Thomas Delrue on 2 Aug 2017 10:19:42 -0700

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Re: [PLUG] Firewall/security philosophy [was: SSH Hardening : Request for Best Practices]

On August 2, 2017 1:05:33 PM EDT, Rich Freeman <> wrote:
>On Wed, Aug 2, 2017 at 11:16 AM, Rich Kulawiec <> wrote:
>> Which brings me to my point: why would you allow this when you can
>stop it?
>What is the best way to go about this?  I assume you're talking about
>blocking outgoing traffic by default, since everybody already blocks
>incoming traffic by default.  It seems like you could spend a LOT of
>time playing whack-a-mole with firewall rules punching holes for
>legitimate traffic that way.

Rich,  you say that as if that's a bad thing. Because once you've set it up,  you're in a better place than the alternative. Namely,  you pay up front and reap benefits at the back, instead of the usual cheap up front and an eternal expensive tail at the back.   I don't think you quite got the point rsk was making... ;) I think his point is that you disallow everything by default and then only open up what your really need. When you've got that going, your maintenance and potential attack surface drops significantly.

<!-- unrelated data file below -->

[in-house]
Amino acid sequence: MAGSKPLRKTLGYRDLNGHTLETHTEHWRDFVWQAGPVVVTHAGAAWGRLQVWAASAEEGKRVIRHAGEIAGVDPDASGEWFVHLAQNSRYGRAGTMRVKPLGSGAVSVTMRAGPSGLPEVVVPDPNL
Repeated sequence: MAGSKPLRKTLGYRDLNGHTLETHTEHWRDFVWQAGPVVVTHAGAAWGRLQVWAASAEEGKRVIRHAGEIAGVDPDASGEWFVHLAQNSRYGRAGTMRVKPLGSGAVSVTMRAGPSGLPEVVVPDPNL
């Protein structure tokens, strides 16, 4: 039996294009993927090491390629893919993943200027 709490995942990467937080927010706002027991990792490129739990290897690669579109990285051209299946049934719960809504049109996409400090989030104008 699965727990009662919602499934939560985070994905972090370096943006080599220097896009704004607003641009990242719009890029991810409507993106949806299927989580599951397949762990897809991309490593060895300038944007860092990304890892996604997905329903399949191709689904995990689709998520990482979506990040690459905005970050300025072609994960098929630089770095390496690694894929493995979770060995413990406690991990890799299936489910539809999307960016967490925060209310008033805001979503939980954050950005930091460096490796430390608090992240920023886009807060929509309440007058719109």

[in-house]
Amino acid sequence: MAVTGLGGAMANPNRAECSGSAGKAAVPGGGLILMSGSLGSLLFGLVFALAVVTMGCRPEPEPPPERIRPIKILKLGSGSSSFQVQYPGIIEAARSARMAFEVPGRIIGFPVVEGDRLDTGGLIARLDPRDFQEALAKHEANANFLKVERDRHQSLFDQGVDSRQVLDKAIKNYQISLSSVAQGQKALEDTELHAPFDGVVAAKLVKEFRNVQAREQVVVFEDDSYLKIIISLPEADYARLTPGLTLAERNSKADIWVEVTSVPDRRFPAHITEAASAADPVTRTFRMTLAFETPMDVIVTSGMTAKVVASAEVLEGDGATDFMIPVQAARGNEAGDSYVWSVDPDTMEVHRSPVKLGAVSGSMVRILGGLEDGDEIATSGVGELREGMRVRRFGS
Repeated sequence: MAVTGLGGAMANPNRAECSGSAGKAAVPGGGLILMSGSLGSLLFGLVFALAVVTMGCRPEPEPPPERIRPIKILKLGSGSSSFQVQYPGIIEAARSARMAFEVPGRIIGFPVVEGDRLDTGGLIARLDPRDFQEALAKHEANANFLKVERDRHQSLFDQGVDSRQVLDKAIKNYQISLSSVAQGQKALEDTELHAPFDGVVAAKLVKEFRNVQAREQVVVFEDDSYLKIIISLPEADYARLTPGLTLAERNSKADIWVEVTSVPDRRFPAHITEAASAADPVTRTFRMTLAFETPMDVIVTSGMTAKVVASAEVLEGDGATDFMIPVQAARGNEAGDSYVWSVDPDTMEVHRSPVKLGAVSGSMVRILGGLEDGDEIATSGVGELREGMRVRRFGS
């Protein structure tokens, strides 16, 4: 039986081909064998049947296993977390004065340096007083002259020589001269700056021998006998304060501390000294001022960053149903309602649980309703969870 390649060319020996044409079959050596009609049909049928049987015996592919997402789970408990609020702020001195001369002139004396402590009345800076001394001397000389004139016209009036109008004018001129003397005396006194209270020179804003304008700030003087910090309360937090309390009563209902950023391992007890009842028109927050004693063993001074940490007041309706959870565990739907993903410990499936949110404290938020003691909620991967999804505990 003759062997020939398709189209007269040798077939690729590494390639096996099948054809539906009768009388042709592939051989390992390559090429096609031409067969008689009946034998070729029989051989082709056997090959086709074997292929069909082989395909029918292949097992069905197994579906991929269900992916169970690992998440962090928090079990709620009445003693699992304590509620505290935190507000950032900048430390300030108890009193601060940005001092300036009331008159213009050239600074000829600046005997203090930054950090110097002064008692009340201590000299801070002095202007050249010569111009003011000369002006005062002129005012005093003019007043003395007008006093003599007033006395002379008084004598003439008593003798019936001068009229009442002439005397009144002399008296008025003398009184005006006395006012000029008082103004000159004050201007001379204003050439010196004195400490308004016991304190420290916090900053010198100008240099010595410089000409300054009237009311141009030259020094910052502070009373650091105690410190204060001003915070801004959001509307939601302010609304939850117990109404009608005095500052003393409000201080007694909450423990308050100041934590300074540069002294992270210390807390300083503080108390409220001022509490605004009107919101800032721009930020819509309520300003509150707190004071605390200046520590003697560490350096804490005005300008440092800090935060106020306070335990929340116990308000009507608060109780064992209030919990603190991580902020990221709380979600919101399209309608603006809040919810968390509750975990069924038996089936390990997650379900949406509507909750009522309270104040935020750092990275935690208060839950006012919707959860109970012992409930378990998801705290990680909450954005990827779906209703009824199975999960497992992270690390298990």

I refer back to the included graph. 

It also makes you think twice about whether or not you /really/ need to be able to access X or Y before allowing it, which I think is a good thing. 
I think rsk's approach is a good one... and one I'm baffled to not see as the default practice. 
(Sent from my mobile device,  please forgive brevity or typos.)
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